In Re Wrightson [1908] 1 Ch. at p. 799 Warrington J. said:

The plaintiff is not entitled to relief except in regards to that which is alleged in the plaint and proved at trial.

  1. In Elfrida Vel v Selwyn Knowles Civil Appeal No 41 and 44 of 1988, the Appellate Court held ―

[i]t is obvious that the orders made by the trial judge were ultra petita and have to be rejected. It has recently been held in the yet as unreported case of Charlie v Francoise (1995) SCAR that civil justice does not entitle a court to formulate a case for a party after listening to the evidence and to grant a relief not sought in the pleadings. He was of course at pains to find an equitable solution so as to do justice to the Respondent but it was not open to him to adjudicate on the issue … which had not been raised in the pleadings″.

  1. In Lesperance v Larue SCA 15/2015 (delivered on the 7 December 2017), the Appellate Court reiterated the point that a court cannot formulate the case for a party. At paragraphs 11, 12 and 13 of the judgment, the Appellate Court quoted with approval the decisions of the English Court and the principle enunciated by Sir Jack Jacob in respect of pleadings ―

11. In his book "The Present Importance of Pleadings" by Sir Jack Jacob, (1960) Current Legal Problems, 176; the outstanding British exponent of civil court procedure and the general editor of the White Book; Sir Jacob had stated:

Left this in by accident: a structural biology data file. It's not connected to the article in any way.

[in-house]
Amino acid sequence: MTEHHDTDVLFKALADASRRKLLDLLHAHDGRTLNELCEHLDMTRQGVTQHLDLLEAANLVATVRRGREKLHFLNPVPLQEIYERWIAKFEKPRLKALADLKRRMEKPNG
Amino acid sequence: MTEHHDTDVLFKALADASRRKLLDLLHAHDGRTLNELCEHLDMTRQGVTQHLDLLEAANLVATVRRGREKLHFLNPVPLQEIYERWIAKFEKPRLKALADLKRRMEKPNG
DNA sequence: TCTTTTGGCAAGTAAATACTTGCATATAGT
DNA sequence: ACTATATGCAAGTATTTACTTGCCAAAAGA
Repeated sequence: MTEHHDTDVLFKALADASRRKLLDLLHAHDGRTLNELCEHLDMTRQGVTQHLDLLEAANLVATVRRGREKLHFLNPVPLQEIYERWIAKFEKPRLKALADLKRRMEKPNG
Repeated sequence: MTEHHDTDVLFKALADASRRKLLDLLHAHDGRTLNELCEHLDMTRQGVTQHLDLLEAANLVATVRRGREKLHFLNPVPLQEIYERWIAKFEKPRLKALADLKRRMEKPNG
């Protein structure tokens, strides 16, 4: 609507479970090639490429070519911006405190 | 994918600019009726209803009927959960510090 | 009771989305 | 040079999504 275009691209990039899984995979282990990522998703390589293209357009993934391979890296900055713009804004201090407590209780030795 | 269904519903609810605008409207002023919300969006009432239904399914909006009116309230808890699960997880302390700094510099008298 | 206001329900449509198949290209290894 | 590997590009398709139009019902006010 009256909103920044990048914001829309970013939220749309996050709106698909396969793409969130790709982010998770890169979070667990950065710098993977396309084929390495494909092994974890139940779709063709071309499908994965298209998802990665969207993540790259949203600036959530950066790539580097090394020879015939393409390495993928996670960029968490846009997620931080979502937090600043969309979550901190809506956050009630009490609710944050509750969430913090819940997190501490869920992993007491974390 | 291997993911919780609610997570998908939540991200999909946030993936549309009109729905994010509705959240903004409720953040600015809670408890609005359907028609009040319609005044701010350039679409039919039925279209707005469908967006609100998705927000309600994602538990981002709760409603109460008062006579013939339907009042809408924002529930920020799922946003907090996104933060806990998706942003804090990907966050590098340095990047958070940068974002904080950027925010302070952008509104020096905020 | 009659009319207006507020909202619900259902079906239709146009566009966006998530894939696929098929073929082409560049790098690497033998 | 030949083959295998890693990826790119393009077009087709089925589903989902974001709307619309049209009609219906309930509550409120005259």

"As the parties are adversaries, it is left to each one of them to formulate his case in his own way, subject to the basic rules of pleadings...for the sake of certainty and finality, each party is bound by his own pleadings and cannot be allowed to raise a different or fresh case without due amendment properly made. Each party thus knows the case he has to meet and cannot be taken by surprise at the trial. The court itself is as bound by the pleadings of the parties as they are themselves. It is no part of the duty of the court to enter upon any inquiry into the case before it other than to adjudicate upon the specific matters in dispute which the parties themselves have raised by their pleadings. Indeed, the court would be acting contrary to its own character and nature if it were to pronounce any claim or defence not made by the parties. To do so would be to enter upon the realm of speculation. Moreover, in such event, the parties themselves, or at any rate one of them might well feel aggrieved; for a decision given on a claim or defence not made or raised by or against a party is equivalent to not hearing him at all and thus be a denial of justice ..."

In Blay v Pollard and Morris (1930), 1 KB 628, Scrutton, LJ that: "Cases must be decided on the issues on record, and if it is desired to raise other issues they must be placed on record by amendment. In the present case, the issue on which the judge decided was raised by himself without amending the pleading, and in my opinion he was not entitled to take such a course."